Homemade Pet Recipes Not As Health Expected
Most homemade cat food recipes are unlikely to provide essential nutrients and some may even contain potentially toxic ingredients.
Those are the results of a study by researchers at the University of California (UC), Davis who looked at 114 recipes from online sources and books written by non-veterinarians and veterinarians. While recipes authored by veterinarians had fewer deficiencies, the study found they were still lacking nutrients. Of the all the recipes studied, 40 percent did not provide feeding instructions and the rest lacked detail or were unclear.
“Only 94 recipes provided enough information for computer nutritional analysis and of those, none of them provided all the essential nutrients to meet the National Research Council’s (NRC’s) recommended allowances for adult cats,” says lead author, Jennifer Larsen, UC Davis School of Veterinary Medicine veterinary nutritionist.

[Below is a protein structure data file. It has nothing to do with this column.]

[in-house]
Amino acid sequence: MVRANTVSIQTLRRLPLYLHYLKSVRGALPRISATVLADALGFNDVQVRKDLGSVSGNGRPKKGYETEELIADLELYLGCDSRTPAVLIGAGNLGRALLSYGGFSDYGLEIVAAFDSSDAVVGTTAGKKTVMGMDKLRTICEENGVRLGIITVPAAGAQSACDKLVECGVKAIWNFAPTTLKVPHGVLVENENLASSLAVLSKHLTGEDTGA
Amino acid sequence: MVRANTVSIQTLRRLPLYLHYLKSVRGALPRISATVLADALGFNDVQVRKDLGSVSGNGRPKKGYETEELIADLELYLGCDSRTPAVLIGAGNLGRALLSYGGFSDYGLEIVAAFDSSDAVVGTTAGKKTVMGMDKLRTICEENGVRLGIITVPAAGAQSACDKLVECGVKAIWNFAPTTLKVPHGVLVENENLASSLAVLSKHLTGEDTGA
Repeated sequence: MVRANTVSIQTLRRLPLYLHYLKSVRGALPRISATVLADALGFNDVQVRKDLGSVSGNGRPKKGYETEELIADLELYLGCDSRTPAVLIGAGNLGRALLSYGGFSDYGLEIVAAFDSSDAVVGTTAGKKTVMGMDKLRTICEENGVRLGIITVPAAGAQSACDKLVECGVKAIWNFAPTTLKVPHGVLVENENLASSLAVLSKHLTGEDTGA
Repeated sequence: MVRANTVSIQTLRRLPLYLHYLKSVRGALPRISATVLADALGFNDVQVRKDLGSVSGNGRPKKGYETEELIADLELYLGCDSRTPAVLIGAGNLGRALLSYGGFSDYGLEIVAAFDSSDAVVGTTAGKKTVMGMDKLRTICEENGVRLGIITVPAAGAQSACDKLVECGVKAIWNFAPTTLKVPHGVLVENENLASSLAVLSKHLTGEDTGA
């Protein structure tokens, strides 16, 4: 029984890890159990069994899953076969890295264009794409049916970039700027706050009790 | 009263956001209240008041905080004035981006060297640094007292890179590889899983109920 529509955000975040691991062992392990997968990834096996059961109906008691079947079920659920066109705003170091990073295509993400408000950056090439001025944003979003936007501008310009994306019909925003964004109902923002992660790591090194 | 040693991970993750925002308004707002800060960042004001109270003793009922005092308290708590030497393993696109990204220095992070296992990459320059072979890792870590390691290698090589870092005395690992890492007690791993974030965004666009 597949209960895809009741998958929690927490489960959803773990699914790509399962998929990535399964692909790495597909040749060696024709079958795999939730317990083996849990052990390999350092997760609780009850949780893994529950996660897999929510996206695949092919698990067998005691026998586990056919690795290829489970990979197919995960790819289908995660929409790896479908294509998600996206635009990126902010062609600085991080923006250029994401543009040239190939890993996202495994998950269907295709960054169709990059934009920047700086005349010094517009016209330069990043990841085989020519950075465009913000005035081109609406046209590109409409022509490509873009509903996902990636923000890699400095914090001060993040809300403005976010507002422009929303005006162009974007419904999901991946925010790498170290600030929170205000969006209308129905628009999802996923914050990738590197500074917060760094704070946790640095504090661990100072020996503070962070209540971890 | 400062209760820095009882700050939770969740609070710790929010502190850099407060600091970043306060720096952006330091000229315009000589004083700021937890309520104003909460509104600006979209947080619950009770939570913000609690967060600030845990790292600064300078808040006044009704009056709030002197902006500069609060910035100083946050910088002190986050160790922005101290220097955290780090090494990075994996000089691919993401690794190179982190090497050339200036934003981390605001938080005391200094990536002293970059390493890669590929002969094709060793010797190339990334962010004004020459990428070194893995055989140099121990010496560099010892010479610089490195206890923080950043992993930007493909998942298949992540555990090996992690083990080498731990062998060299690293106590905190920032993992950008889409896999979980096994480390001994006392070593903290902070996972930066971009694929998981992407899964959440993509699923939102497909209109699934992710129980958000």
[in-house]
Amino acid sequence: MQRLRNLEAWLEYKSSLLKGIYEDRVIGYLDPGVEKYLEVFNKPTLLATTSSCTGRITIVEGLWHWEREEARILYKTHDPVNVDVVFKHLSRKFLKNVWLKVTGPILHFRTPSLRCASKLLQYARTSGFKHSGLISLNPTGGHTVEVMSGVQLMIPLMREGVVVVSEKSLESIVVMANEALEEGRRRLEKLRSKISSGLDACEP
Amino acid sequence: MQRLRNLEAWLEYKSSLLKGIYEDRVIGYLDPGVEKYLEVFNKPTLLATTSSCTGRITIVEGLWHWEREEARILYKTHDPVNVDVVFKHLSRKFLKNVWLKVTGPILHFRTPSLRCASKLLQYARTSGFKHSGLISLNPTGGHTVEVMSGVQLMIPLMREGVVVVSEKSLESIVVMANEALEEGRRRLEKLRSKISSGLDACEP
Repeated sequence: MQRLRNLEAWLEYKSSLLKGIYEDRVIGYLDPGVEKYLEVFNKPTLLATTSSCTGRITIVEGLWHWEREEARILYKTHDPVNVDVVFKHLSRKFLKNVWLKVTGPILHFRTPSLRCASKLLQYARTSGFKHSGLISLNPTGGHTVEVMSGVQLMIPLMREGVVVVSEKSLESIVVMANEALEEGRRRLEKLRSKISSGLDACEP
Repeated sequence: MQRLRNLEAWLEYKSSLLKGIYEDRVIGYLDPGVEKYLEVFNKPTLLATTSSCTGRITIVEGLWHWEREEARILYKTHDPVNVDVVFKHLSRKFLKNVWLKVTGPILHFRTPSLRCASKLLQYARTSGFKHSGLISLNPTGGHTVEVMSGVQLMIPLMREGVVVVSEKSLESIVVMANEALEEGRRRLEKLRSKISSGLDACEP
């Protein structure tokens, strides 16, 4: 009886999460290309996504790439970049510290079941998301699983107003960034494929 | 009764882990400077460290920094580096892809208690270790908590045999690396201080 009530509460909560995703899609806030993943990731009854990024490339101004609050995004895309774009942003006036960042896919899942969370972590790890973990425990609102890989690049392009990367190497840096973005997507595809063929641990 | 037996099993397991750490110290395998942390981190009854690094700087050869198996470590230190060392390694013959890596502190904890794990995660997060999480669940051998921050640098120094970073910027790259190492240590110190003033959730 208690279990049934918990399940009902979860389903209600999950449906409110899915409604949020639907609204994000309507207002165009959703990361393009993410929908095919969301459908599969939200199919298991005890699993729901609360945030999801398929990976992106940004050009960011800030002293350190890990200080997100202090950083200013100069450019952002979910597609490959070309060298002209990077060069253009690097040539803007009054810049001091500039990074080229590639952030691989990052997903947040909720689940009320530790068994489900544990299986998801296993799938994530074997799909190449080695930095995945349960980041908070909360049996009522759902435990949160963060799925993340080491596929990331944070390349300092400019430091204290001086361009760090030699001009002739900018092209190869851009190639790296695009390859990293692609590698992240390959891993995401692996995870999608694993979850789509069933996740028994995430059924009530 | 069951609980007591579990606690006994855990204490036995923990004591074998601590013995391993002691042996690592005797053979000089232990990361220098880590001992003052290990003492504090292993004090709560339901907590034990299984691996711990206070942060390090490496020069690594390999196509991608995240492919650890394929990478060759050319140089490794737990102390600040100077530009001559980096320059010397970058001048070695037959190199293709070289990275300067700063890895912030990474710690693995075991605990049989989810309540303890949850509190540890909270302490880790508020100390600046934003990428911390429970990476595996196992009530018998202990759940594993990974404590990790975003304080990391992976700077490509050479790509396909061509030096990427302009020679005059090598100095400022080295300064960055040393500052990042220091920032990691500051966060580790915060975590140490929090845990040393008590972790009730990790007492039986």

In addition, the study found many of the homemade cat food was lacking concentrations of three or more nutrients, with some missing up to 19 essential nutrients. Further, many recipes provided less than 50 percent of the recommend allowances of several essential nutrients, including choline, iron, zinc, thiamin, vitamin E, and manganese.
The study revealed seven percent of the recipes included ingredients that are potentially toxic to cats, including garlic or garlic powder, onions, and leeks. The recipes also lacked warnings about bacterial contamination of raw animal products and did not mention the importance of grinding up bones to prevent gastrointestinal (GI) tears.